Lauwersmeer National Park is now officially a Dark Sky Park

friday 07 october 2016

Lauwersmeer National Park is now officially a Dark Sky Park

In early October 2016 the Lauwersmeer National Park was officially proclaimed a Dark Sky Park, which is special because it is the second Dark Sky Park in The Netherlands after the Boschplaat on the island of Terschelling. Nights in the Lauwersmeer lake area are dark enough to sometimes see the northern lights.

A Dark Sky Park is an area where darkness is maintained and visitors are welcome at night to experience the darkness and see the starry sky, something that is becoming increasingly rare as a result of nocturnal artificial light.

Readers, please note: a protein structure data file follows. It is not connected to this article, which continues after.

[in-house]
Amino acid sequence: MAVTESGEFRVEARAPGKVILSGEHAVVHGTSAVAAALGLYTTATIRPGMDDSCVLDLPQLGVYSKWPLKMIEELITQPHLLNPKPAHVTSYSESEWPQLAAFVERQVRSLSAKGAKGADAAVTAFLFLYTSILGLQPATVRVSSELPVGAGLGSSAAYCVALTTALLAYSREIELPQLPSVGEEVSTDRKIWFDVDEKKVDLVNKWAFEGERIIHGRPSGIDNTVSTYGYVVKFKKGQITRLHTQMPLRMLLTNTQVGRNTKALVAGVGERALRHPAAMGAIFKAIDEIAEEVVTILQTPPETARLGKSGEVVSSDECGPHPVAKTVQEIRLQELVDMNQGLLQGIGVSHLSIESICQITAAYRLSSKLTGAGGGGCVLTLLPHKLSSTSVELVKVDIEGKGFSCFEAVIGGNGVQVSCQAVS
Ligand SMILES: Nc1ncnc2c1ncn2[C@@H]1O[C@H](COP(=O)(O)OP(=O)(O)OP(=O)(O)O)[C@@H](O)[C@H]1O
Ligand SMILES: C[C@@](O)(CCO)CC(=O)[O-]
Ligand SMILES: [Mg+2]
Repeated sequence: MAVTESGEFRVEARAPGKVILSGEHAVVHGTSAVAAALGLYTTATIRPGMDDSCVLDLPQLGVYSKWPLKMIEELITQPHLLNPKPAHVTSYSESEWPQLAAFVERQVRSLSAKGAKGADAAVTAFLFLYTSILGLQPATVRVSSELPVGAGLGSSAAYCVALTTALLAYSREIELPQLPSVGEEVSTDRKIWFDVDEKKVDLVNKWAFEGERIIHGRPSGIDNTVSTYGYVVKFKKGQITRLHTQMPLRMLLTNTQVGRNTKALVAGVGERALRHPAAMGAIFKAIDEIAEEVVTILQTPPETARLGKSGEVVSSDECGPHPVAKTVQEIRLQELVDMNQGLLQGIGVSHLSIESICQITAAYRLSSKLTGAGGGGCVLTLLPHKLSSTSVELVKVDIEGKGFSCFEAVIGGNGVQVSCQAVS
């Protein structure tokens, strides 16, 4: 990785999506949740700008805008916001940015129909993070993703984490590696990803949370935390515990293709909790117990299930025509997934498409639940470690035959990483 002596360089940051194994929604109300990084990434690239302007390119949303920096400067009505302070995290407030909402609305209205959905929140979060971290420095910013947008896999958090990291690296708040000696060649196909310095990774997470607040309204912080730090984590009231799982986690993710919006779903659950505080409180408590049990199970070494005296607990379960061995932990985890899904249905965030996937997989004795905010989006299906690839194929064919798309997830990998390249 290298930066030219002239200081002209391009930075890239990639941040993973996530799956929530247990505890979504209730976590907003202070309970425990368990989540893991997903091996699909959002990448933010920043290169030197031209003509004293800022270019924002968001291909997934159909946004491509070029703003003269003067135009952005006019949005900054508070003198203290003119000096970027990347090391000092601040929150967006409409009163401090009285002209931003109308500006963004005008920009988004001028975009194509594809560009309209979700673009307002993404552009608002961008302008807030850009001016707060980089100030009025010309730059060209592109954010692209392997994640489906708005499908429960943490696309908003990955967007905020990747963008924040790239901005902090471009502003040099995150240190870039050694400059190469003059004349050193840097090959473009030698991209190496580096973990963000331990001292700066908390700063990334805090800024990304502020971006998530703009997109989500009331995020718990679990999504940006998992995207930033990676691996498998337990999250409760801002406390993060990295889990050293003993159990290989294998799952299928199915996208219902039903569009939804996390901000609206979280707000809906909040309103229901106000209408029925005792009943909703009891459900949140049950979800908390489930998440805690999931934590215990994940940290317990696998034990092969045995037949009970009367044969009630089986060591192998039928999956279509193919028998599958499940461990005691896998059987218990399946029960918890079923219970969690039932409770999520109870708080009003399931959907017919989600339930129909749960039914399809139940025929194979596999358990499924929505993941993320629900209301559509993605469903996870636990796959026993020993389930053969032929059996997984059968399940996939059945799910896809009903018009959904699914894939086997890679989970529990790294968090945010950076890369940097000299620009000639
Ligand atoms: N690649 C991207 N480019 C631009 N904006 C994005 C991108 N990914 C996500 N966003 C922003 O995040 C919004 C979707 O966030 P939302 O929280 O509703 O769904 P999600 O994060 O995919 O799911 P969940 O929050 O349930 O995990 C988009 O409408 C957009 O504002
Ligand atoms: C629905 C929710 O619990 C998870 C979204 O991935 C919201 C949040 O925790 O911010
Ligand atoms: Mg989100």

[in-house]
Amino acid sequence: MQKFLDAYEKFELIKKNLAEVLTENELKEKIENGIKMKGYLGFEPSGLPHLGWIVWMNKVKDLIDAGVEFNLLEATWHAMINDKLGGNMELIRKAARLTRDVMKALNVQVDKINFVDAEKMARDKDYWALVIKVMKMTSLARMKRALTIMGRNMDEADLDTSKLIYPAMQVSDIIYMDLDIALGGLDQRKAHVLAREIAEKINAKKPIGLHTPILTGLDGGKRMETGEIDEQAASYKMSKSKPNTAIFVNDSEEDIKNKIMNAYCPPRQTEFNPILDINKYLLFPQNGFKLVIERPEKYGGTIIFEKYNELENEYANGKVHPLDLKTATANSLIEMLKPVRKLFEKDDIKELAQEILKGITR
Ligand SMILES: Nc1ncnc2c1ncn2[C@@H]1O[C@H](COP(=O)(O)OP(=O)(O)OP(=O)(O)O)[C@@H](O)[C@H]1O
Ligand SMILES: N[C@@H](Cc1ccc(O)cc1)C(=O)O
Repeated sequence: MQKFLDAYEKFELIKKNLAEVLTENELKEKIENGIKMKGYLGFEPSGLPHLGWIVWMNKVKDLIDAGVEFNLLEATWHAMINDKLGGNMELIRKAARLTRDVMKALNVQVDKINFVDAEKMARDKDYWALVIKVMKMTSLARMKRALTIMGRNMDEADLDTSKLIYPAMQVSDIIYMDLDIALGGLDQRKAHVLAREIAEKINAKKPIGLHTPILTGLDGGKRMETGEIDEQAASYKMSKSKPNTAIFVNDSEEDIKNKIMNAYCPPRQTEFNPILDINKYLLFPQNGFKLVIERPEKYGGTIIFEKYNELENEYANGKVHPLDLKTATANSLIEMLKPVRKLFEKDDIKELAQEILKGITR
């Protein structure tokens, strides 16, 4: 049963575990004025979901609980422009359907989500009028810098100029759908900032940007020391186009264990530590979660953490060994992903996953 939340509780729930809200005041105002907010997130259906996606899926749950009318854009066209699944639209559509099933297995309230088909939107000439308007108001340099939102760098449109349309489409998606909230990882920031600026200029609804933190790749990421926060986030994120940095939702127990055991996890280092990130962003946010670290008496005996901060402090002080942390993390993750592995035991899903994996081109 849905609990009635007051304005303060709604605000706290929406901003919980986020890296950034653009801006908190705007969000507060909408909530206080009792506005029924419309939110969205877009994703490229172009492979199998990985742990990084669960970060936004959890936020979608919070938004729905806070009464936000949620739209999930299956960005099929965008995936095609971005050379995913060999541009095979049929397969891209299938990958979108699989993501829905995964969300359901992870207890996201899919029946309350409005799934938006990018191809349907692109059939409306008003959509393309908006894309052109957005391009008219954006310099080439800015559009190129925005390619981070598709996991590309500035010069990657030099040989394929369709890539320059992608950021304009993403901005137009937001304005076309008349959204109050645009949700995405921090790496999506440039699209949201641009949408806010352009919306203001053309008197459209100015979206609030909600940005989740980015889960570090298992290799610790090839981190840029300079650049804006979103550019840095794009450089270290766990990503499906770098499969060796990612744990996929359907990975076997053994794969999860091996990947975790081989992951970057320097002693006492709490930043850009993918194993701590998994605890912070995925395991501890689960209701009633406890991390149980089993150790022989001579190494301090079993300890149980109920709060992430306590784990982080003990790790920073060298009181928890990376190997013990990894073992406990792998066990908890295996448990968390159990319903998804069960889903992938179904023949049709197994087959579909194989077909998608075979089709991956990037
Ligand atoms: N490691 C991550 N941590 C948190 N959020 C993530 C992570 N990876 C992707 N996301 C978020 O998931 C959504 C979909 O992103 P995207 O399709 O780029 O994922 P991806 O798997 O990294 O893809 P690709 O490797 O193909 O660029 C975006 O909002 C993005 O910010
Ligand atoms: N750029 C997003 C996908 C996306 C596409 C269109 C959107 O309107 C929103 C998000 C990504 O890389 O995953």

Humans are not the only creatures to enjoy a starry sky; animals also benefit from it because nocturnal artificial light can affect their life cycle and behaviour. Bats, for instance, don’t sufficiently look for food if darkness is limited.

The province of Groningen and the Dutch Forestry Commission jointly applied for the Lauwersmeer area to be designated a Dark Sky Park. Worldwide there are just 41 areas that can call themselves a Dark Sky Park.

Experience the darkness of the Lauwersmeer yourself during the Nacht van de Nacht (Night of the Night) that will be held on Saturday 29 October, during which a forester will take you from De Bosschuur into the Lauwersmeer National Park to explore what happens in the darkness. The walk is from 8 to 9.30 pm.

Go to or for more information.

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